Visual Stress & Mearles/Irlen Syndrome

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Meares-Irlen Syndrome
Meares – Irlen Syndrome is a form of visual stress which leads to difficulties with fine vision tasks such as reading. This eye condition was identified in 1980 by an American psychologist and although the condition is not yet fully understood, it is known to affect reading ability.
The condition affects about 40% of dyslexics, as well as epileptics, migraine sufferers, people with ME and MS, and others. Like dyslexia, it is not curable but can be treated, and significant improvements can be made. For dyslexics, Meares – Irlen can often be the cause of reading difficulty.

Symptoms
The symptoms will have been present throughout your life but some people experience symptoms after a minute of reading, others find the symptoms take longer to appear. The degree of symptoms can also vary from person to person with more marked symptoms creating barriers to successful reading.

General Problems May Include
    • Strain working under bright lighting
    • Difficulty finding comfortable lighting
    • Glare from bright objects
    • Eye strain
    • Headaches from reading, working at a computer, watching TV, supermarket lighting.
    • Generally being made uncomfortable in large man-made environments such as supermarkets and libraries.

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  • Fatigue quickly when working with text
  • Experience problems copying from the board
  • Skip words or lines when reading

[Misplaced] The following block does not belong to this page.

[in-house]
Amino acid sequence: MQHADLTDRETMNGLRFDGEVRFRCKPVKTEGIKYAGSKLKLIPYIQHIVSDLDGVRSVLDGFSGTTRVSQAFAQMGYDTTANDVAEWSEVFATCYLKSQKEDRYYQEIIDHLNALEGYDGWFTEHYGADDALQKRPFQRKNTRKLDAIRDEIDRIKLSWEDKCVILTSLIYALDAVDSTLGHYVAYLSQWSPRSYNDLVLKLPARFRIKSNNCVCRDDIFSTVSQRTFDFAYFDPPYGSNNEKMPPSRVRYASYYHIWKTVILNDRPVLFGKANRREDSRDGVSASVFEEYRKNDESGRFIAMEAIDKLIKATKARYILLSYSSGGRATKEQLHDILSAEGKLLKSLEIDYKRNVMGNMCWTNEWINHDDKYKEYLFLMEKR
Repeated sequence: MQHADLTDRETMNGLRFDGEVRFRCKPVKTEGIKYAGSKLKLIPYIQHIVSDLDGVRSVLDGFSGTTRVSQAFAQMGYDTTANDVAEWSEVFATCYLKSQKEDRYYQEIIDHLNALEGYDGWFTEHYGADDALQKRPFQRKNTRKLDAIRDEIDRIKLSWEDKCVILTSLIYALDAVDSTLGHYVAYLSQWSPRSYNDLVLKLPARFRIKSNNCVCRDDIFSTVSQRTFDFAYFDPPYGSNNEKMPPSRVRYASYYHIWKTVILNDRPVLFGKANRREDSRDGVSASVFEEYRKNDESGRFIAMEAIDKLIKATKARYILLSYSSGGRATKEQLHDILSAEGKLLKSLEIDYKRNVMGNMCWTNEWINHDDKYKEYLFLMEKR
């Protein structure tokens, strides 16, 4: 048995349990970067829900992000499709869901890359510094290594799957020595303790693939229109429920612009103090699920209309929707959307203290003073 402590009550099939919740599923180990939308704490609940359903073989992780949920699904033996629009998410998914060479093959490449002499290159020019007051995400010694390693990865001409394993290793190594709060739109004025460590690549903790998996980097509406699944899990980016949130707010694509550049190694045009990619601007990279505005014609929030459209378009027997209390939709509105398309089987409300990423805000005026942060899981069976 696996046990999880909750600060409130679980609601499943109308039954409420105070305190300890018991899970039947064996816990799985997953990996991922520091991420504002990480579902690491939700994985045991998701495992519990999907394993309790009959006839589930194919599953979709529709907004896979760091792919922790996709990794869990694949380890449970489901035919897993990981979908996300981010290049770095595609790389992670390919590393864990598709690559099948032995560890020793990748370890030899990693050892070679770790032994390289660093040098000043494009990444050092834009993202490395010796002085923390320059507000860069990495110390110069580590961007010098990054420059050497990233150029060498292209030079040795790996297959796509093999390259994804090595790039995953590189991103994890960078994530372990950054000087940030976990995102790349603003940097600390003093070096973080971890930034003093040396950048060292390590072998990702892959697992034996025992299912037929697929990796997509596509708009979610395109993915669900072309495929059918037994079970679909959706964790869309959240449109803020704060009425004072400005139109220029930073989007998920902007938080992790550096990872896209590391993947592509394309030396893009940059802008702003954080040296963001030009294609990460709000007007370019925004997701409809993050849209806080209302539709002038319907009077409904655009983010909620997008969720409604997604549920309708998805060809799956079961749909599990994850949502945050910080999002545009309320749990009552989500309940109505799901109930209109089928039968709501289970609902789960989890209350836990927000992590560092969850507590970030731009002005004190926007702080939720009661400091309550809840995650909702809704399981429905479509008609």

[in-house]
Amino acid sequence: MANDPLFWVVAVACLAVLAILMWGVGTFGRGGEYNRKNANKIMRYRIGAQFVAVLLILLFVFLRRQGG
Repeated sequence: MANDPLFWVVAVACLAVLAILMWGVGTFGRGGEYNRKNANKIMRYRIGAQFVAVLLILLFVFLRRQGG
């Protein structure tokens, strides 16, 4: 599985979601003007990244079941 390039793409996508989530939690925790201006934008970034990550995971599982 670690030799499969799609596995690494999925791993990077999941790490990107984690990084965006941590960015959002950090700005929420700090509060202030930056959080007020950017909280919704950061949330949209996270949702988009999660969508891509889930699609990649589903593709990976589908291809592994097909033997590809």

• Seem to experience increased difficulty after an initial period of about 10 minutes
  • Keep moving their head or body position, or moving closer to or further away from the page
  • Read slowly and haltingly and have difficulty absorbing information
  • Track with the finger
  • Yawn while reading.
  • Frequently rub their eyes

    When reading you may experience:
  • The print appears to jump or otherwise move on the page - sometimes appearing to move off the page altogether.
  • Swirling effects appear in the text.
  • Whole lines of text may appear to move.
  • Shimmering colours may appear on the page.
  • White "rivers" may seem to run down the page, where the white background, as opposed to the black text, has become the dominant image perceived.
  • Letters may double, reverse, fade or blur. Basically the image of the letters and words is unstable against the white background, and this instability can be experienced in a number of ways.

    Symptoms Judging Distances may include:
  • Clumsiness
  • Accident Prone
  • Bumps into things
  • Difficulty catching small balls
If you have any of the above symptoms, we would advise a full eye examination by one of our optometrists. If, after the eye examination and the appropriate treatment, the symptoms remain, you ought to be tested for Meares – Irlen syndrome.

Treatment for Meares – Irlen
There are a number of treatments for Meares – Irlen syndrome and different people will have different outcomes from treatment. Some can gain significant improvements, some no more than a 5-10% correction. However, some improvement is better than none at all. Treatment for Meares – Irlen will not cure dyslexia, but may improve the ability to read.
Treatment involves the use of colour and/or simple eye exercises. Coloured overlays and glasses have been shown to lessen the effects of visual stress. Likewise, regular simple exercises to train the eye and increase coordination have had some success as well.
It is important to have an assessment and have a course of treatment set that is appropriate. Treatment is highly specialised and needs to be specialised to you. 
See our ‘fees and charges’ chart for information on consultation costs.


 

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